ACC Minister Nikki Kaye needs to come clean about what really lies behind the reclassification of 18 vehicles in her new motor vehicle registration system introduced today, Labour’s ACC spokesperson Sue Moroney says. "New Zealanders deserve the truth about the… ...
    7 days ago
  • Tiwai Smelter and 800 workers left in limbo
     Workers at Tiwai smelter and the people of Southland have once again been left in limbo over their future in the ongoing debacle over whether the plant stays open, says Labour’s Leader Andrew Little.  “It’s not good enough that after two years of… ...
    7 days ago
  • New twist in state house sell-off saga
    The Government has opened the door to buyers of state houses simply being landlords and not required to provide social services, Labour’s Housing spokesperson Phil Twyford says. The Prime Minister said at his post-Cabinet press conference buyers would not “have… ...
    7 days ago
  • Government fees will hit charities hard
    National’s decision to ignore the concerns of charities will see the voluntary sector face hundreds of thousands of dollars in new costs if the Policing (Cost Recovery) Amendment Bill passes, says Labour's Community and Voluntary Sector spokesperson Poto Williams. “National’s… ...
    1 week ago
  • Four out of ten for Simon’s Bridges
    The Transport Authority’s decision to fund only four of the 10 bridges promised in National’s shameless Northland by-election bribe is a huge embarrassment for Transport Minister Simon Bridges, Labour’s Transport spokesperson Phil Twyford says. “After one by-election poll showed they… ...
    1 week ago
  • Falling consents adding to Auckland housing woes
    Falling numbers of building consents being issued in Auckland will add to the city’s housing shortfall and fuel skyrocketing house prices, Labour’s Housing spokesperson Phil Twyford “The Productivity Commission found there was a shortfall of around 32,000 houses by the… ...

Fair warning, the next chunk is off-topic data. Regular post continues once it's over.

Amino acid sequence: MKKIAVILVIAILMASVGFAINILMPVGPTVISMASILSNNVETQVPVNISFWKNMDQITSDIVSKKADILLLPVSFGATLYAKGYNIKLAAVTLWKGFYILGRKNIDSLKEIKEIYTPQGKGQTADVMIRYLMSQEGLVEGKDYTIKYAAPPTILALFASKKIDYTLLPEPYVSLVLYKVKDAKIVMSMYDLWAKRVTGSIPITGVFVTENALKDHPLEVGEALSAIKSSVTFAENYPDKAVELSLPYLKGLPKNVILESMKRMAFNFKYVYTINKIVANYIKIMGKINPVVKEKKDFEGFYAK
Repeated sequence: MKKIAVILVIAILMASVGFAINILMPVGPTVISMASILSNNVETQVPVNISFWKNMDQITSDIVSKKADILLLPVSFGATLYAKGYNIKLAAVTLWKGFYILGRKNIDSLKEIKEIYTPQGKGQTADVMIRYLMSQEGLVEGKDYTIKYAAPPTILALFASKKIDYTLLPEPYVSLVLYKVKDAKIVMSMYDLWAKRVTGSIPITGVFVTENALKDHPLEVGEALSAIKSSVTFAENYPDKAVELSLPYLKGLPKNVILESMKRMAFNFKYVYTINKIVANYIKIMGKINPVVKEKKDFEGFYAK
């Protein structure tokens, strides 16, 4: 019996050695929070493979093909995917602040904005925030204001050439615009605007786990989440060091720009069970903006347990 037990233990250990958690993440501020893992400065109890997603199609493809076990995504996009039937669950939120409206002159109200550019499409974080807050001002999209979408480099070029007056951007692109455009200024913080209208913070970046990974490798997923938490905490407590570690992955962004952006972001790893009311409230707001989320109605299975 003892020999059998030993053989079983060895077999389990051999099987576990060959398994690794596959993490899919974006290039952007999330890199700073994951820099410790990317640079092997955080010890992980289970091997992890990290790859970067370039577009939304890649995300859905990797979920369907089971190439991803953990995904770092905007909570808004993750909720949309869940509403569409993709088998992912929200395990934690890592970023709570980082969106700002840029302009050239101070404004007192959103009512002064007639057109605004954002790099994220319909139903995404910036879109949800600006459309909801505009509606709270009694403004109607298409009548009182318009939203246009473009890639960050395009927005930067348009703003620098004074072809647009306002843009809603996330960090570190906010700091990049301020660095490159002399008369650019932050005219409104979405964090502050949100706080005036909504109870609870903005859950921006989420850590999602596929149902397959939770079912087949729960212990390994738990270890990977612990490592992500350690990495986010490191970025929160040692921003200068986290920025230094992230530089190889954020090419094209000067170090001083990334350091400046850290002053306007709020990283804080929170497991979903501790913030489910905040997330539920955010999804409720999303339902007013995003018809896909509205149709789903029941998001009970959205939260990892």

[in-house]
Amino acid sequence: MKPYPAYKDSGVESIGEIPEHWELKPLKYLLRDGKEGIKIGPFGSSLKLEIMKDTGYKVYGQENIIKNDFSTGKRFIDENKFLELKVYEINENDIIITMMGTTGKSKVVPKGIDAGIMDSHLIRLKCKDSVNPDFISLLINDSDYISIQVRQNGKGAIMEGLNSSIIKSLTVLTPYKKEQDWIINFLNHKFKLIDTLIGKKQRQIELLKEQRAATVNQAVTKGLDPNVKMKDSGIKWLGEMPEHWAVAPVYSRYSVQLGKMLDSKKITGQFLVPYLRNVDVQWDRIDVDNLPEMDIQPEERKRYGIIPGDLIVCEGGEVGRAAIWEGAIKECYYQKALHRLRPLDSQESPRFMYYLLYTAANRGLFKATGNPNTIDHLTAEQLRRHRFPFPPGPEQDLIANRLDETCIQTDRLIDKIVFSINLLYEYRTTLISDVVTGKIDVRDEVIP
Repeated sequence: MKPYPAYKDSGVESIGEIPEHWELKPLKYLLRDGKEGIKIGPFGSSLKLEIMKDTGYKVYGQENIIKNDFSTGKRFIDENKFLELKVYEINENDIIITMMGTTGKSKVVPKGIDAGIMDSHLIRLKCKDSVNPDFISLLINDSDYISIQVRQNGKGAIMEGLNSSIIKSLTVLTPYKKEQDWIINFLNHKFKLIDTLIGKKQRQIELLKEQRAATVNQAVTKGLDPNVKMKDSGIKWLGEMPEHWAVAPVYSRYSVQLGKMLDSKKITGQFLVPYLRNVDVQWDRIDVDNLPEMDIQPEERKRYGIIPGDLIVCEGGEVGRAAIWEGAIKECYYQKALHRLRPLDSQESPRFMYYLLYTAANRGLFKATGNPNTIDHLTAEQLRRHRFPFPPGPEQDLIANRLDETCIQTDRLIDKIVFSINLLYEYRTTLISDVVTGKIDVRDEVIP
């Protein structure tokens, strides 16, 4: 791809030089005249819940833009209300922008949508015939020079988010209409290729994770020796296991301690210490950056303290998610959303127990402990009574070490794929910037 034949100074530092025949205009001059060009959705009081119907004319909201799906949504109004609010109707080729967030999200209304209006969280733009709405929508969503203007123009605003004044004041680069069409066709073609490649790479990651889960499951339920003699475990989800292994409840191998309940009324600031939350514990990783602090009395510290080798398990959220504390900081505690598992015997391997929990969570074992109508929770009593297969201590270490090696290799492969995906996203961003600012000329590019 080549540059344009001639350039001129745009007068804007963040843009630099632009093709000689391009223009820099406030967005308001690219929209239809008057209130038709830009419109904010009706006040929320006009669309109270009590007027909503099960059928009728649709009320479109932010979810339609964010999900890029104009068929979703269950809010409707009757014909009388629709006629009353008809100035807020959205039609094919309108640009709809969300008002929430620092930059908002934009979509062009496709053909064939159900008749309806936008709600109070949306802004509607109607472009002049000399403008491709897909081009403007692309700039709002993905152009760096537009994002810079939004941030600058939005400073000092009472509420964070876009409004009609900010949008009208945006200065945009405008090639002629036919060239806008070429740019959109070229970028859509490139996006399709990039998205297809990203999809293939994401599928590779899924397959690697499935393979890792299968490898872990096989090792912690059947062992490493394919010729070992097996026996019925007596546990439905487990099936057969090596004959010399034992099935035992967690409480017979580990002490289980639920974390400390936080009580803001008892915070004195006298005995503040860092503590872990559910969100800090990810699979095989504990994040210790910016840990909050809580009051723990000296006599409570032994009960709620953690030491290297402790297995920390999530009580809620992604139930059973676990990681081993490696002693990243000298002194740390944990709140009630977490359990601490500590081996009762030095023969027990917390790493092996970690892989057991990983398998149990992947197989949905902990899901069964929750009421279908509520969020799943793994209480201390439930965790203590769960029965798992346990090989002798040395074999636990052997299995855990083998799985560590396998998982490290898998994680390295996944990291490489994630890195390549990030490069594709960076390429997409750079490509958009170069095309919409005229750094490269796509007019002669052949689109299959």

1 week ago
  • So Mr English, do you have a plan?
    DIpping confidence about jobs, wages and shrinking exports are highlighting the lack of a plan from the government to diversify the economy and build sustainable growth, Grant Robertson  Labour’s Finance Spokesperson said. " Data released over the last week… ...
    1 week ago
  • Serious risks to tenants and assets in sell-off
    Overseas evidence shows there are serious risks around the Government's plan to sell off state houses to social housing providers, Opposition Leader Andrew Little says. “In the Netherlands – where community housing providers supply the majority of social housing –… ...
    1 week ago
  • Land of milk and money
    Kiwi families are paying over the top prices for their milk and someone is creaming off big profits, says Labour’s Consumer Affairs spokesperson David Shearer. “In 2011 the Government told us high New Zealand milk prices were a natural result… ...
    1 week ago
  • MoBIE largesse doesn’t stop with TVs and hair-straighteners
    The number of MoBIE staff earning more than $150,000 has risen 23 per cent in just a year, Labour’s Economic Development Spokesperson David Clark says. Documents obtained from the Ministry of Business, Innovation and Employment show there are now nearly… ...
    1 week ago
  • English wants to flog state houses to Aussies
    Bill English’s admission that he would sell hundreds of New Zealand’s state houses to the Australians is the latest lurch in the Government’s stumbling, half-baked housing policy, Labour’s housing spokesperson Phil Twyford says. “Bill English should face reality and admit his… ...
    2 weeks ago
  • Exports continue to fall as Government fails to diversify
    The Government quickly needs a plan to diversify our economy after new figures show that exports are continuing to fall due to the collapse in dairy exports, Labour's Finance Spokesperson Grant Robertson says. “Dairy exports fell 28 per cent compared… ...
    2 weeks ago
  • Government inaction leads to blurring of roles
    The Treasury wouldn’t have had to warn the Reserve Bank to stick to its core functions if the Government had taken prompt and substantial measures to rein in skyrocketing Auckland house prices, Labour’s Finance spokesperson Grant Robertson says. “The problems… ...
    2 weeks ago
  • Courthouse closures hitting regions
    The Government’s decision to shut down up to eight regional courthouses, some supposedly only temporarily for seismic reasons, looks unlikely to be reversed, Labour’s Justice spokesperson Jacinda Ardern says.“The move has hit these regions hard, but appears to be a… ...
    2 weeks ago
  • A Victory for Te Tiriti o Waitangi
    This week my partner, who has a number of professions, was doing an archaeological assessment for a District Council. He showed me the new rules around archaeologists which require them to demonstrate “sufficient skill and competency in relation to Māori… ...